I also ran a race a few weeks ago where people were running alongside each other, talking. By chatting and running abreast like that, they were just as much of a nuisance and actually made it more difficult to pass them as the choice was either through the middle, (practically impossible, not to mention bad manners!!) or around to one side - again, difficult to negotiate and then breaks stride patterns etc.
I use my MP3 player and am proud to say I do!
I'm not an expert but I do know that hearing and balance are related.
Recently - fell off a horse onto my back and literally saw green - both hearing and the feeling of being able to balance (sitting, standing and walking) were affected for about 2 hours.
Also when I had chronic fatigue, I noticed that when I was very fatigued, I could either listen or could stand - I couldn't do both stimultanously.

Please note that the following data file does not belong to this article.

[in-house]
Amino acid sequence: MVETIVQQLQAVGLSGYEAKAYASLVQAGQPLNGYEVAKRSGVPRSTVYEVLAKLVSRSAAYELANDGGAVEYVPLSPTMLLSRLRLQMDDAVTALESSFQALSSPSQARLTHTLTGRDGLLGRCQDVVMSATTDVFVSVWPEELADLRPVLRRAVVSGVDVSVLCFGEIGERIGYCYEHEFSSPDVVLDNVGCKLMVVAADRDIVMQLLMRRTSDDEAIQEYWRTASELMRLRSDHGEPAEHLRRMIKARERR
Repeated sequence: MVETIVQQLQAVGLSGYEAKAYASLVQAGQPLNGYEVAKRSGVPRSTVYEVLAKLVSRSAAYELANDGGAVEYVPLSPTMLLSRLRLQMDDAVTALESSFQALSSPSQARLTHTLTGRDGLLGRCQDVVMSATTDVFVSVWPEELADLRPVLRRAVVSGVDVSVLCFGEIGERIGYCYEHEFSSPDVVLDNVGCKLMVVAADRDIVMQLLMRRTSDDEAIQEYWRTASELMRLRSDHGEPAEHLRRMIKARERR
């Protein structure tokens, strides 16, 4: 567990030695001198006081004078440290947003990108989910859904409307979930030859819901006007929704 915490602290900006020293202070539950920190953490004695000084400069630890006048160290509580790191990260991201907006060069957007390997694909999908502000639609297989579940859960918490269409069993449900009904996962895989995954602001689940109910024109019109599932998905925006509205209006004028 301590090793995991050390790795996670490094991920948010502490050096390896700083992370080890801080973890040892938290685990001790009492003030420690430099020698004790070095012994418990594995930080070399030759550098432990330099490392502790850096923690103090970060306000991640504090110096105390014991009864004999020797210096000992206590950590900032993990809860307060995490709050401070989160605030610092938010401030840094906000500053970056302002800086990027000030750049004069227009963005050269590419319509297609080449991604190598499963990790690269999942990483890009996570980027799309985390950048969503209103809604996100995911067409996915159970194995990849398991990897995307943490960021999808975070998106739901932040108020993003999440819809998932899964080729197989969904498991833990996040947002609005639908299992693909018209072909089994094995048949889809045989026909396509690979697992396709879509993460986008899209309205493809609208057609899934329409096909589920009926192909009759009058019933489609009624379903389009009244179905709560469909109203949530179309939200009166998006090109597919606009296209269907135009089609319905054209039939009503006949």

Sorry, did Simon say he wanted a blanket ban, I thought this thread was about banning music, not blankets.....................
Visit the official Runner's World page
Follow Runner's World on Twitter
Other Natmag-Rodale Sites
Run For Charity
About Runner's World
Runner's World is a publication of Hearst Magazines UK which is the trading name of The National Magazine Company Ltd, 72 Broadwick Street, London, W1F 9EP. Registered in England 112955. All rights reserved.
Website powered by: Immediate Media Company Ltd. | © Runner's World 2002-2013 |